TOWSON – It was natural for Jon Oberst to attend the annual conference of the Catholic Men’s Fellowship of Maryland. A 23-year-old parishioner of St. Ursula in Parkville, he is the grandson of Gil Hoffman, the Maryland chapter’s president.
Oberst was among the more than 150 men from around the Archdiocese of Baltimore who gathered April 2 in the former home of Towson Catholic High School, on the campus of Immaculate Conception parish.
“This is the first time,” Oberst said, “and it’s not going to be my last, because the speeches were pretty inspiring.”
Oberst was particularly impressed with the presentation of Father Michael Lightner, director of campus ministry for the University of Wisconsin, Milwaukee. Father Lightner had a history of drug use and partying with women, but had a conversion after a visit to Medjugorje, the site in Bosnia where the Blessed Virgin Mary is said to have appeared.
In addition to Father Lightner, two other keynote speakers addressed social and family issues Catholic men face today.
Adoration of the Blessed Sacrament and reconciliation were offered as well. Archbishop Edwin F. O’Brien celebrated the Mass that closed the conference. During his homily, Archbishop O’Brien told attendees that “Jesus wants to bring light into the world.”
He challenged the men to join him and his fellow priests in speaking up about the dignity of human life. He said that while an unjust civil law may say one thing, “we have a deeper law.”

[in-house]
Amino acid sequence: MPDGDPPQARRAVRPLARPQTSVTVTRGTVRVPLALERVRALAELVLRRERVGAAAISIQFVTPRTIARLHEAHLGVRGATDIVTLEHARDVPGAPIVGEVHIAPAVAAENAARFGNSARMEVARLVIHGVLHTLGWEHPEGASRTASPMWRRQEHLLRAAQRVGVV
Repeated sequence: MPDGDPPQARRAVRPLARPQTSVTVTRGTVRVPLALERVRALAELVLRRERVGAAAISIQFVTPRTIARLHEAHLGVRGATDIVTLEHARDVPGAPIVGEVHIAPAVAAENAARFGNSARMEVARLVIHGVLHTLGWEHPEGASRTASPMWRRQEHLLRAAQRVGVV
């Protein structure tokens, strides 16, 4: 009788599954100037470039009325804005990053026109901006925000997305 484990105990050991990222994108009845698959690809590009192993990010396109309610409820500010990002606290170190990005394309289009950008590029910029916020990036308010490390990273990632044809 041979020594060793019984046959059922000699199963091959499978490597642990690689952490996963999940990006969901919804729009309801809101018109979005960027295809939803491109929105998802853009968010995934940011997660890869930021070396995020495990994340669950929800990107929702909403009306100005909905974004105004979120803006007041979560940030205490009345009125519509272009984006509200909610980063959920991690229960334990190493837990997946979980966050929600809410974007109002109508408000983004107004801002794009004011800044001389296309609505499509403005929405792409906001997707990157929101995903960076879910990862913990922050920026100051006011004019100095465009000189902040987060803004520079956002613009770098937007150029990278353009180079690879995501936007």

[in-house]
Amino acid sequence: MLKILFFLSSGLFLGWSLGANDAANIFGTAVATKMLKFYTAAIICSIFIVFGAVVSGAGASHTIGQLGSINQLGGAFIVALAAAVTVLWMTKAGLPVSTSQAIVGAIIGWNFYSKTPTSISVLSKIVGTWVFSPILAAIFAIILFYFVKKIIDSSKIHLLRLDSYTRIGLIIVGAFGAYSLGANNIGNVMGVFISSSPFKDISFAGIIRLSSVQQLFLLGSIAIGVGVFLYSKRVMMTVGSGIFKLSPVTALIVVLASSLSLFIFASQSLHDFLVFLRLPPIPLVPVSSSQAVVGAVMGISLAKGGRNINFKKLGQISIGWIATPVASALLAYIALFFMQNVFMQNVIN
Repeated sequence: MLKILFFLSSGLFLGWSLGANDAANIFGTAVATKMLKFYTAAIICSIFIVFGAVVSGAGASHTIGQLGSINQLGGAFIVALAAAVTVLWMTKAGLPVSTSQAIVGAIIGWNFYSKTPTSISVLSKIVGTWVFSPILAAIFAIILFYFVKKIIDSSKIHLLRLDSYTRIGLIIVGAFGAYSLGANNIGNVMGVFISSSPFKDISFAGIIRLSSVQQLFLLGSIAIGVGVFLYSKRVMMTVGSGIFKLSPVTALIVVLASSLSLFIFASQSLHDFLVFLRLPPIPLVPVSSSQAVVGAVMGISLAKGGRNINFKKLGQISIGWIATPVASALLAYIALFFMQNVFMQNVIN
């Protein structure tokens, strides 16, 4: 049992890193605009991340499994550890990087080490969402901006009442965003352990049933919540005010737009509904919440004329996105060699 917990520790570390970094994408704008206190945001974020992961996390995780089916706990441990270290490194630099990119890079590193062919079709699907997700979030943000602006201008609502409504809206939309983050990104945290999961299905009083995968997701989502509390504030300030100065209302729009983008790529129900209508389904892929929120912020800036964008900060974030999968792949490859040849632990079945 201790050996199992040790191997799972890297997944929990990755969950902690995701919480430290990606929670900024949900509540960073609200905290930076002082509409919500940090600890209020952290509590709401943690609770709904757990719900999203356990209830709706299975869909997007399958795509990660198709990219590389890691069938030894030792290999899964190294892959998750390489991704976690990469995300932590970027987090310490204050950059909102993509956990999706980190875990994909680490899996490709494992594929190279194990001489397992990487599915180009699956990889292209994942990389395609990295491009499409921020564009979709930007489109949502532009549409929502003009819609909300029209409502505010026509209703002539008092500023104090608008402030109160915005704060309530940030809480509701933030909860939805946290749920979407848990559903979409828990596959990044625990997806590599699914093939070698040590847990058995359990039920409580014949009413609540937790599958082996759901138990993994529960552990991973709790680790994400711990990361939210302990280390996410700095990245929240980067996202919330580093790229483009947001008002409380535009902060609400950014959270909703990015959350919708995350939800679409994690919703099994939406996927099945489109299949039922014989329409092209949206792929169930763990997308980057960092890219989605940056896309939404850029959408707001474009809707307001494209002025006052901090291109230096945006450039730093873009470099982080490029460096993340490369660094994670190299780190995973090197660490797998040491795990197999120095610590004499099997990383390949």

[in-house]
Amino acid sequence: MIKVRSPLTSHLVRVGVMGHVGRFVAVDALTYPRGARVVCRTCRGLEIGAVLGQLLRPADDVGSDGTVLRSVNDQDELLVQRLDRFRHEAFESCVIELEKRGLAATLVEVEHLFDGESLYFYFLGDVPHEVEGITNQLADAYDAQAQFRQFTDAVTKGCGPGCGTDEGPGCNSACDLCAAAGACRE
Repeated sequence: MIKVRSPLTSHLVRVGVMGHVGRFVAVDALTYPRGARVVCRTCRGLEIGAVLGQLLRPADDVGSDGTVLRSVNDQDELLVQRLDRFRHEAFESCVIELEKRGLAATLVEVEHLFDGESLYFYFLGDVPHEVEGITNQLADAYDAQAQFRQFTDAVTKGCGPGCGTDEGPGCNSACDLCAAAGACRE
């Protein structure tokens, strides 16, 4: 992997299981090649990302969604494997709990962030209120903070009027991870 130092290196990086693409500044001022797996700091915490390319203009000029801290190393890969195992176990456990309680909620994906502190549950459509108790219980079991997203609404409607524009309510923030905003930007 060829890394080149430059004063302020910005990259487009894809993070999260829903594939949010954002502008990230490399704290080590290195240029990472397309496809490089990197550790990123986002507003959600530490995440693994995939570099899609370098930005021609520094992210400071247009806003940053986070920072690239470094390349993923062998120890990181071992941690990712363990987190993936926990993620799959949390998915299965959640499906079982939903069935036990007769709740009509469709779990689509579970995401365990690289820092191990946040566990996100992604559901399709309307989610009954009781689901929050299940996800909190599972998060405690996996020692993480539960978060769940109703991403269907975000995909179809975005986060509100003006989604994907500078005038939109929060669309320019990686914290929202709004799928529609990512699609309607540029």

Monsignor James P. Farmer, pastor of St. John Parish in Westminster and chaplain of the Catholic Men’s Fellowship of Maryland, said attendees are deeply spiritual men seeking more than the concerns of a work-a-day world.
The former pastor of St. Ursula was pleased to share the day with his former associate pastor, Father Emmanuel Mensah, a native of Nigeria and regular at the conference.
“They are serious Catholics who are taking their spirituality seriously,” Father Mensah said of attendees. “I think they are really lifted when they leave here.”
Hoffman, a parishioner of Immaculate Conception, is eager to assist in the formation of a fellowship group in each parish in the archdiocese. The Immaculate Conception group discusses the readings for that weekend’s Mass and addresses issues in their lives.
“It’s camaraderie and support,” Hoffman said. “It helps tremendously.”
Hoffman said most attendees of the annual conferences are regulars and typically in their 50s, 60s or 70s. He wants all to know they’re welcome.
“The one thing we’re really trying to do now is get more youngsters out here,” Hoffman said. “What we’re going to try is contact all the youth ministers in all the parishes and have them push it to the young people. That’s what we need.”